In this embodiment of the invention, the outer flexible hose 14 is attached to the hose adapter ring 20 a with a commercially available crimp-on steel collar 16 a. The other crimp-on steel collar 16 b that attaches the other side of the outer flexible hose 14 at the other end of flexible conduit 10 can be seen in FIG. 1. Returning to FIGS. 2 and 3, insulating layer 22 a is placed between the radially inner surface of crimp-on steel collar 16 a and the radially outer surface of hose adapter ring 20 a, forming a sealed annulus 13 between inner flexible hose 12 and outer flexible hose 14. Insulating layer 22 a may be composed of fiberglass, stove insulation, or any other suitable material. In other embodiments of the invention, the sealed annulus 13 formed between inner flexible hose 12 and outer flexible hose 14 could also be filled with insulation, although air is the preferred insulator because it does not bind any of the joints of inner flexible hose 12 or outer flexible hose 14. Furthermore, although the sealed annulus 13 could be made to be any suitable depth, it is preferable to minimize the overall diameter of leak-free conduit 10 because the area where exhaust pipes are routed tends to be crowded. The other end of flexible conduit 10, although not shown in FIGS. 2 and 3, is similarly constructed.

By increasing the length of the outer flexible hose 14 as well as the insulation 22 a, the position of the crimp-on steel collar 16 a may be extended so that crimping occurs over the pipe adapter 18 a instead of hose adapter ring 20 a. This alternate location of the crimp-on steel collar 16 a does not require an 100% air tight weld and allows for hose adapter ring 20 a, the inner flexible hose 12, and the pipe adapter 18 a to be joined permanently by other means. Permanently attaching the inner flexible hose 12 to pipe adapter 18 a at the outer end of the hose adapter ring 20 a minimizes the amount that the inner flexible hose 12 flexes at the welds, which is inherently a high-stress location. Thus, the fatigue life of the inner flexible hose 12 is increased.

The outer flexible hose 14 is preferably formed with a ridge 28 running helically throughout its length. Wire 26 is embedded in the outer flexible hose 14 between the humps formed by ridge 28. Although in FIGS. 2 and 3 the reference numbers 26 and 28 are shown multiple times, in reality there is only one ridge 28 and one wire 26 in this particular embodiment because the ridge 28 and the wire 26 are helically wound around the outer flexible hose 14. In one embodiment of the invention, the outer flexible hose 14 is a two-ply, fiberglass-reinforced, silicone hose. In the absence of ridge 28, the fiberglass or other reinforcing material embedded in the silicone might not allow the silicone to properly expand or contract to adjust for relative motion between the engine and the muffler exhaust. Incorporating ridge 28 into outer flexible hose 14 allows the outer flexible hose 14 to both expand and contract along the longitudinal axis of the flexible conduit 10.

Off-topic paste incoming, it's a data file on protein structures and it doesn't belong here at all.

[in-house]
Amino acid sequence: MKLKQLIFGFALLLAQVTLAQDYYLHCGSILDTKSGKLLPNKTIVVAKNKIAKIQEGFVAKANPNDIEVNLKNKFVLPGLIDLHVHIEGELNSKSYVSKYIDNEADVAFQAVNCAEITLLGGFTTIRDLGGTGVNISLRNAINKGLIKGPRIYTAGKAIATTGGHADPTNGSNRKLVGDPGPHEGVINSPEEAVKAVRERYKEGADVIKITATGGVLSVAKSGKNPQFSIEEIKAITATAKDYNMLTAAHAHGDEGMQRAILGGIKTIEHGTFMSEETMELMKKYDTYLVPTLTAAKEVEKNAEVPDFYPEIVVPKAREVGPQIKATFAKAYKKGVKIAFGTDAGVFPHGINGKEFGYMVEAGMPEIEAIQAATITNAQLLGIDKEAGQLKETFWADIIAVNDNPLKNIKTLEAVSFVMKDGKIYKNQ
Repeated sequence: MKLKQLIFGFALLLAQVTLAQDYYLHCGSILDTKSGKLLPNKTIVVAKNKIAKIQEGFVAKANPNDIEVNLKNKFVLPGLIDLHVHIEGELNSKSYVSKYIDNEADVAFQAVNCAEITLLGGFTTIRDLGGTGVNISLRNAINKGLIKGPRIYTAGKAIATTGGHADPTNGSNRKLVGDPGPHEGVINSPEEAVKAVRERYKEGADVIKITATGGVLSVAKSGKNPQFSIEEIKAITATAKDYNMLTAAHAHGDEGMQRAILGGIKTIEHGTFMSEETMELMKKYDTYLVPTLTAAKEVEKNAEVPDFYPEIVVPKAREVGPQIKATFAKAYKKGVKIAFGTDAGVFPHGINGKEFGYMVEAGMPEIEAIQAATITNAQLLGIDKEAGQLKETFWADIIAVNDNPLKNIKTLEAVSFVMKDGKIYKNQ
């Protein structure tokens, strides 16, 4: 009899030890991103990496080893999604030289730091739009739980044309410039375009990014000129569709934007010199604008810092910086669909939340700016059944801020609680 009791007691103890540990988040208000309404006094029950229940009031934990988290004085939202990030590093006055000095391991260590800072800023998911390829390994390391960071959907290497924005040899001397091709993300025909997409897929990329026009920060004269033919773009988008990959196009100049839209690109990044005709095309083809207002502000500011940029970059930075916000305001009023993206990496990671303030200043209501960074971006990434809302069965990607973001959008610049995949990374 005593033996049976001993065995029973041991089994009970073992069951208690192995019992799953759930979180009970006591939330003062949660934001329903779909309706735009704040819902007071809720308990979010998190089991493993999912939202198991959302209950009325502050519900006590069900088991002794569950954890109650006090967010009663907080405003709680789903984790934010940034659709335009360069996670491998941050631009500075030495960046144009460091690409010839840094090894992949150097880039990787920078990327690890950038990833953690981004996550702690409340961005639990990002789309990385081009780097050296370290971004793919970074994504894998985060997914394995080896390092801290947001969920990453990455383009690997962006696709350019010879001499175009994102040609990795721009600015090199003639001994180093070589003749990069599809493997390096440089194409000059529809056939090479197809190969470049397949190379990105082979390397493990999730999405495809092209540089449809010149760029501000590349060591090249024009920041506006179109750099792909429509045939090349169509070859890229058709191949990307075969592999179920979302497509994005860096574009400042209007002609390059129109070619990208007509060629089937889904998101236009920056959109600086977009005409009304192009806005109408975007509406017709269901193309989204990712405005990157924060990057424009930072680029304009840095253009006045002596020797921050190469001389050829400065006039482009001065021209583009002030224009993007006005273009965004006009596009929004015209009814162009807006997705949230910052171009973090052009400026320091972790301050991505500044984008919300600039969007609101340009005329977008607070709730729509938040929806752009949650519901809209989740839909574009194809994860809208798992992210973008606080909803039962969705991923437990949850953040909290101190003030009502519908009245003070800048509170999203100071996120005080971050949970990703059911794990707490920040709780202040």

In other embodiments that do not include ridge 28, other ways for providing for compression and extension of the outer flexible hose 14 are possible. For example, with reference to FIG. 2, the outer flexible hose 14 may be compressed slightly before being attached to the hose adapter ring 20 a with the crimp-on steel collar 16 a. Although not shown in FIG. 2, the same pre-compression process may be done on the other side of flexible conduit 10 as well. This permits the outer flexible hose 14 to extend to its initial “at rest” position. To facilitate maximum freedom of movement in either direction for this embodiment, outer flexible hose 14 should be incorporated into flexible conduit 10 in a condition approximately halfway between its fully axially extended and fully axially compressed conditions.

In another alternative embodiment, when outer flexible hose 14 is manufactured, the helical wire 26 could be slightly compressed before it is embedded within the silicone. As a result, the hose can be either axially extended or compressed from an at rest condition. Using a hose manufactured in this fashion simplifies the assembly of flexible conduit 10 as outer flexible hose 14 need not be slightly compressed before being attached to the hose adapter 20 with the crimp-on steel collar 16; it is merely attached in its “at rest” condition.

FIGS. 4 through 7 illustrate manufacture of a flexible outer hose 14 according to one embodiment of the invention where the flexible outer hose 14 is a two-ply, fiberglass-reinforced, silicone rubber hose. Each of the FIGS. 4-7 are drawn as if the longitudinal axis of the outer flexible hose 14 were perpendicular to the plane of the paper.